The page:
Book Review: Sam Van Schaik, Tibet, a History , Yale University Press, New haven and London.
Updated: Aug 21, 2021
When I first heard Chogyal Namkhai Norbu Rinpoche’s description of the community around his own teacher Chanchub Dorje I failed to realise the significance of what he was saying. Coming from our society that values democratic equality I had no notion of how uncharacteristic this community was within Tibetan society as a whole. Reading Sam van Schaik’s new book Tibet, a History, published this year, has corrected this – I now realise Chanchub Dorje’s community was something extraordinary and why it acted as such an inspiration for Norbu Rinpoche’s vision of his own Dzogchen Community.
Sam van Schaik is best known for his interest in early Tibetan history. He presently works at the British Library translating the Dunhuang documents and has a web site called Early Tibet[i] where he writes fascinating notes on his unfolding work. He has published various papers on the origins of Dzogchen[ii] and the Buddhist cultural matrix from which it emerged in the late ninth century CE. He has also written a very good book, Approaching the Great Perfection[iii], on Jigme Lingpa, the eighteenth century Terton and Dzogchenpa, and author of the Longchen Nyingtig.
In this new book van Schaik displays his academic credentials and his ability to write a really good story clearly and simply. And what a story! If we once imagined that Tibet was a Utopian Shangri La this book leaves us with no illusions. Drawing upon primary sources it starts from the first kings and traces a path that leads right up to the present day. This chronicals the first dissemination of the Dharma in the eighth century and continues through the rise and fall of the Sakya and then Gelug schools under the patronage of various Mongol warlords and Chinese Emperors, ending with the present day Chinese colonisation and Tibetan diaspora.
Despite this being a balanced account this is not a story for the faint hearted. Dirtier and more cunning than the darkest soap the Tibetan nobility and princely Abbots of the great monasteries duck, dive, connive and murder their way to power. At every turn bodhichitta is adjacent to blood and for the losers the most appalling instruments of punishment and execution await. We learn about the continuous sectarian violence, some scholastic, much militaristic, and the suppression of schools of Tibetan Buddhism that preach a different view of emptiness from that of the ruling Gelugpas. We also learn of fighting monks, dob-dobs, and less spoken of still, young monks, drombo’s, being socially acceptable sexual partners for older monks. It’s racy and for the innocent, shocking stuff.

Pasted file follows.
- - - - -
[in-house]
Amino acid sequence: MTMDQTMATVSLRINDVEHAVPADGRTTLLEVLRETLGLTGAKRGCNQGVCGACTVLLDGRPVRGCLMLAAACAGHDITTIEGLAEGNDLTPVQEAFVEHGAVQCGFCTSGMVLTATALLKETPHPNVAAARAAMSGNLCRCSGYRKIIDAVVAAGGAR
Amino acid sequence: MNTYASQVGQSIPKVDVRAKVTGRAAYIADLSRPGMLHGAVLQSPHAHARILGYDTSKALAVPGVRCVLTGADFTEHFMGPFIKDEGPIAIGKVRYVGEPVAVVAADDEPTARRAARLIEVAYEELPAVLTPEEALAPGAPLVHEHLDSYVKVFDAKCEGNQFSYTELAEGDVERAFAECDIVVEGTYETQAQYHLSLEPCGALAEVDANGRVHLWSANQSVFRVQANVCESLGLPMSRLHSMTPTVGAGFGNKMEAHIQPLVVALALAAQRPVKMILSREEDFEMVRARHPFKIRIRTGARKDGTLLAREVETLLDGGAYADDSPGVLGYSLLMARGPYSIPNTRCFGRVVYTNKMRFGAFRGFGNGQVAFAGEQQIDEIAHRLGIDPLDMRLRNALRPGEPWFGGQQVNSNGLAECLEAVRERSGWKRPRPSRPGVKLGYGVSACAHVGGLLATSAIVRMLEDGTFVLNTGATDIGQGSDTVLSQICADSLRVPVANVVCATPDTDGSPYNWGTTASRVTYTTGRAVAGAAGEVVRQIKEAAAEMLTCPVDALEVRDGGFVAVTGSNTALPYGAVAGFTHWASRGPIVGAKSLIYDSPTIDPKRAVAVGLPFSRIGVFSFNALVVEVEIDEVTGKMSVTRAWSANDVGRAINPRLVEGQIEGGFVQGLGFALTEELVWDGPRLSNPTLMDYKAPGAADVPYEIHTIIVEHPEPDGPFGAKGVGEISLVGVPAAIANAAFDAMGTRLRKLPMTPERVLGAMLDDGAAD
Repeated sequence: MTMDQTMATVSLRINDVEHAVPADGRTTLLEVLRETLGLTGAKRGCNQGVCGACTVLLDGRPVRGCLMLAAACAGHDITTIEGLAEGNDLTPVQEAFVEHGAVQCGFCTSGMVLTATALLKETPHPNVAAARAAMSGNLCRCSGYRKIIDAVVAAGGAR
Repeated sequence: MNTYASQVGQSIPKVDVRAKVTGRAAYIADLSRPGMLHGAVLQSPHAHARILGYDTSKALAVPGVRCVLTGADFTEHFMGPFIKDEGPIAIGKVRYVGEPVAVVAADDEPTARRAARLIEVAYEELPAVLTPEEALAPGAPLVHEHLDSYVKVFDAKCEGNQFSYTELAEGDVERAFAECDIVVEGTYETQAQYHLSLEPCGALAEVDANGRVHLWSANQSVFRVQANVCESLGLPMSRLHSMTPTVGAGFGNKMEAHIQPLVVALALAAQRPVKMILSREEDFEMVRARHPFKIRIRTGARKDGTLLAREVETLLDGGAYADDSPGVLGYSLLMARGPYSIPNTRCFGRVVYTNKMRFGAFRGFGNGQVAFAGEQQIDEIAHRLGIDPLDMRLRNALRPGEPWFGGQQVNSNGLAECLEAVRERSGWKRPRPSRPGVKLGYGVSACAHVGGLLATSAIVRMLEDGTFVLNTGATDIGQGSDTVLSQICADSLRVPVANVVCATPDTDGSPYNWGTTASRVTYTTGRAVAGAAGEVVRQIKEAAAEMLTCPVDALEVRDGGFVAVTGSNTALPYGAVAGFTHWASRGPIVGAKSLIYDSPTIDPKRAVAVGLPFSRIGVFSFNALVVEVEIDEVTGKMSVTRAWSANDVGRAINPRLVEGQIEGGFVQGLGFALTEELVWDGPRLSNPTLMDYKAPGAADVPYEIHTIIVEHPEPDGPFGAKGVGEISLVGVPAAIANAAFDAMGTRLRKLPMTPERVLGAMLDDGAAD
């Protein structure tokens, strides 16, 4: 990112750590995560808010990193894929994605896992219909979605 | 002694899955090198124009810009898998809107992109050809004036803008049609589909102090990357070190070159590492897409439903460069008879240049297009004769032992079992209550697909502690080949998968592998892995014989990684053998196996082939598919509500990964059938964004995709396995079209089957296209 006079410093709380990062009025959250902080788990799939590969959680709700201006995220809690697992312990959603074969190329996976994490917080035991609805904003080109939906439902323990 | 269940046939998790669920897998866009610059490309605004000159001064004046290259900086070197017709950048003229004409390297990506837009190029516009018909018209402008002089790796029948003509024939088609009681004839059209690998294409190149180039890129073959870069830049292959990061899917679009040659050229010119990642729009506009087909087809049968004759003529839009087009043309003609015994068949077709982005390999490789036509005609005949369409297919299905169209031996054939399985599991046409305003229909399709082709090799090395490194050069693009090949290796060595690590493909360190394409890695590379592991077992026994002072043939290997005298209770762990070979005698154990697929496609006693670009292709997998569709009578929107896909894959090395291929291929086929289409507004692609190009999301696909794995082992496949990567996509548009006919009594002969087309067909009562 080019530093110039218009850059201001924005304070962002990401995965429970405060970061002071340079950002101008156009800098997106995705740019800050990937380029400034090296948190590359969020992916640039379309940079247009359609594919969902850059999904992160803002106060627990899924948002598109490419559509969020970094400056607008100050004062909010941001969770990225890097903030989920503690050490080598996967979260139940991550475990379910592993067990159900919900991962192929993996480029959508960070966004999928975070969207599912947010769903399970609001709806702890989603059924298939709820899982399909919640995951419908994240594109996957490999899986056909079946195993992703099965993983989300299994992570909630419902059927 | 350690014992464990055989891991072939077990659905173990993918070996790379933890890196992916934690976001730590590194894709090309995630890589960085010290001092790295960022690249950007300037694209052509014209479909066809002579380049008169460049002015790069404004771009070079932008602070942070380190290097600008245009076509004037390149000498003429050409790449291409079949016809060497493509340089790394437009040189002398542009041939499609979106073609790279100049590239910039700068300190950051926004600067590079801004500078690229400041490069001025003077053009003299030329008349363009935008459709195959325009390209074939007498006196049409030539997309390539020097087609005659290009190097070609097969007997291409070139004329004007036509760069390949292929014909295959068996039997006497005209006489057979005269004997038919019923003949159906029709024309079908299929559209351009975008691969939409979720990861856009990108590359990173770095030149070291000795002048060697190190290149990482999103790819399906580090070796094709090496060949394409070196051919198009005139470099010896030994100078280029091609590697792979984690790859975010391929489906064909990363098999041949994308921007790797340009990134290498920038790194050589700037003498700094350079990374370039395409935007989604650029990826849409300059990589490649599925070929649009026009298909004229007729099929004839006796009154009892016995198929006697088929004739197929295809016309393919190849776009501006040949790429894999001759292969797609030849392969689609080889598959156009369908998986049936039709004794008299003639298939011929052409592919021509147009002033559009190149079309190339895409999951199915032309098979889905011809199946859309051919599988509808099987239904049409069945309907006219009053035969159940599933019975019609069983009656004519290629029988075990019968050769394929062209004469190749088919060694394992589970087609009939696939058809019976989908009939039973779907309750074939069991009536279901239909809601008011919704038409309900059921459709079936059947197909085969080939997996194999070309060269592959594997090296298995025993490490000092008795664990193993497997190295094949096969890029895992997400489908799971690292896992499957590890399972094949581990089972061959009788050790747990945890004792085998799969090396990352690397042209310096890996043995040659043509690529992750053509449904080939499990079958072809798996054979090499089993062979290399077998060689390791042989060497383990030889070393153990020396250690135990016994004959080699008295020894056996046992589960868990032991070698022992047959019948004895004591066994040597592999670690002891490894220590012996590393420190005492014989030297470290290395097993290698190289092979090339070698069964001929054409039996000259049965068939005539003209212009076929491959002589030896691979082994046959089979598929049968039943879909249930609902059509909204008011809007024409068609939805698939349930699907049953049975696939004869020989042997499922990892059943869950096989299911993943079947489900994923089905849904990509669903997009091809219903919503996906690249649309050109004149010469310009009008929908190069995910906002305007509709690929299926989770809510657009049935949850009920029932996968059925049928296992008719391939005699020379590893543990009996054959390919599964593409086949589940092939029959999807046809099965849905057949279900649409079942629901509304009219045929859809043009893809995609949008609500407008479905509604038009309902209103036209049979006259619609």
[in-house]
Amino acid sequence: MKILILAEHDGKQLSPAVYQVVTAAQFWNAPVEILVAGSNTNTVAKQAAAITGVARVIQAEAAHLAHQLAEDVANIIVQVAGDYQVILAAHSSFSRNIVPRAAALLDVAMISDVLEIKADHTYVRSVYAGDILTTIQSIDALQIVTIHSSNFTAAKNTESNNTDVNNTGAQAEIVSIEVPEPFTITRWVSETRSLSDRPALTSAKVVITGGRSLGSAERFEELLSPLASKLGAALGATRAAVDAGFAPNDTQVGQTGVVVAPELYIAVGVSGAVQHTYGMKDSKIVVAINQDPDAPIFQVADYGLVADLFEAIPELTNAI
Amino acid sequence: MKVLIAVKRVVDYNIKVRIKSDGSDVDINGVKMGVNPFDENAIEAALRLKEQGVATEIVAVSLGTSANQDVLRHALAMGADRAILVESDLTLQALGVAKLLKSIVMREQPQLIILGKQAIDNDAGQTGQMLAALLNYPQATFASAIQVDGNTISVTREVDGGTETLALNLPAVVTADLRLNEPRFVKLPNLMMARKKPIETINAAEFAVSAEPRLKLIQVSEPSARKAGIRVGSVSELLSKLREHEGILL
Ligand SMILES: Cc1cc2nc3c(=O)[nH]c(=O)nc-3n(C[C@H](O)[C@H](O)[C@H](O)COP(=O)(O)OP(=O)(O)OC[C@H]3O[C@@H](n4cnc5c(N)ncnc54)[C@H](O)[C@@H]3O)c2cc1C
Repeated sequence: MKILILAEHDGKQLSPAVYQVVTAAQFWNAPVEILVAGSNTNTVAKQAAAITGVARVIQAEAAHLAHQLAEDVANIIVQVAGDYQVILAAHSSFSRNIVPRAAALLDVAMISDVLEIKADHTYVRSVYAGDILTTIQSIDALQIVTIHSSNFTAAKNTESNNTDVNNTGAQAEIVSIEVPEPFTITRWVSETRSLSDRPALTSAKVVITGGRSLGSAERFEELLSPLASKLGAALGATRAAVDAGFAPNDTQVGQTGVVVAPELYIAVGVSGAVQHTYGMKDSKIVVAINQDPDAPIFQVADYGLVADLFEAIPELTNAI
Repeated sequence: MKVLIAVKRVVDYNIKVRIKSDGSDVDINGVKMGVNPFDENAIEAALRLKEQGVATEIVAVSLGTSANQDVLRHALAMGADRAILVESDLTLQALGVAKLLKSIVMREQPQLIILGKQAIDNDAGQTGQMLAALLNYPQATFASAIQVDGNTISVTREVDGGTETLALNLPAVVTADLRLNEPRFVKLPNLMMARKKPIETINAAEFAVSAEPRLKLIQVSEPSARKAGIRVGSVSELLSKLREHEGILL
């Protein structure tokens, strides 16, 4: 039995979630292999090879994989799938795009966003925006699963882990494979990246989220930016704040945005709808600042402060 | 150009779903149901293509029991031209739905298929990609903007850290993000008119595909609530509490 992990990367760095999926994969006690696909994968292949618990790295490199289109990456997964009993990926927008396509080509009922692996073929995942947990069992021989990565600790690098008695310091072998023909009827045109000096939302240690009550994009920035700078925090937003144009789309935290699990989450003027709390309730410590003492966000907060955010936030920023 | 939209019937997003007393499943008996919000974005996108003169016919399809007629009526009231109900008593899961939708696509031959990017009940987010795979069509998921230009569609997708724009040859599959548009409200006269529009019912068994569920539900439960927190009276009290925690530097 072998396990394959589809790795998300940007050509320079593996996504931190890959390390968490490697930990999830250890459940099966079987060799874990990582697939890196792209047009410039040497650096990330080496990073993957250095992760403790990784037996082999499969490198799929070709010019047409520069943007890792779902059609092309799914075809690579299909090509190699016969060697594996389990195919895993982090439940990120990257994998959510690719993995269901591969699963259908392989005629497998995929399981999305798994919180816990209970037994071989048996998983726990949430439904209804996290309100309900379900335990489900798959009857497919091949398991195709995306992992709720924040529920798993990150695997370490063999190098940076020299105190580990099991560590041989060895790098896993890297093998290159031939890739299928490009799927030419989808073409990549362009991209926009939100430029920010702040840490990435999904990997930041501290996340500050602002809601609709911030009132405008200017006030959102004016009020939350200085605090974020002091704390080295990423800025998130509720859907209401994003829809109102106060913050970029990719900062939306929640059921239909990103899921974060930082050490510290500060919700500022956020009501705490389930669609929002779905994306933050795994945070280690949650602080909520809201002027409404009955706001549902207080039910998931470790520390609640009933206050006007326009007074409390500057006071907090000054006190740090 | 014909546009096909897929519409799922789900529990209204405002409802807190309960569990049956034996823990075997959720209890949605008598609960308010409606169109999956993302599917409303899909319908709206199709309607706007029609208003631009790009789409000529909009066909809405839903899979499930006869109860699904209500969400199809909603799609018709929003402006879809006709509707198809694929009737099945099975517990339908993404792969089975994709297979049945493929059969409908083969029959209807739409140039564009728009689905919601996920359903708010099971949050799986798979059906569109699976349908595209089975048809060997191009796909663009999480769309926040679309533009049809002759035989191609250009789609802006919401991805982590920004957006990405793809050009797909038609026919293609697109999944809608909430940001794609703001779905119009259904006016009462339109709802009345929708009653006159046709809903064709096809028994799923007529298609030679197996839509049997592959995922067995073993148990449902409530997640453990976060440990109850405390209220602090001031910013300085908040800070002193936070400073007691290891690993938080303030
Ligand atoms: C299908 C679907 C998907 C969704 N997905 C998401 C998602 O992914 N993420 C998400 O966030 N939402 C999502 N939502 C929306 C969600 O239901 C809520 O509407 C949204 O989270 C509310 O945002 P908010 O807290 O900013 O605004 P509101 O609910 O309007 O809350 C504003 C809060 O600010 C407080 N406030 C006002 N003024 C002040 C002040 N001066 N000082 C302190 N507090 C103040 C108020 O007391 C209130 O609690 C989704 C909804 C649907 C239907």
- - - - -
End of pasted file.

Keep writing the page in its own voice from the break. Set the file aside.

And of course there is the other side. Again and again enlightened individuals renew the teaching from the depth of their practice. Atisha, Longchenpa and Tsongkhapa being but a few from a deep pool of greater and lesser luminaries. For me, as no lover of organisations, I was particularly attracted to those members of the nineteenth century non-sectarian Rime movement, Jamyang Khyentse Wangpo, Jamgon Kongtrul Lodro Thaye and all those associated with them. Born in Eastern Tibet both men, Sakya/Nyingma and Kagyu respectively, brought about a Buddhist renaissance. Within the shadow of a particularly murderous local chieftain they drew together great treasuries of teachings from all sects that were in danger of being lost – so valuable that when the Chinese Red Guards arrived over a hundred and fifty years later their works were amongst those that were desperately grabbed from the shelves and ferreted to safety.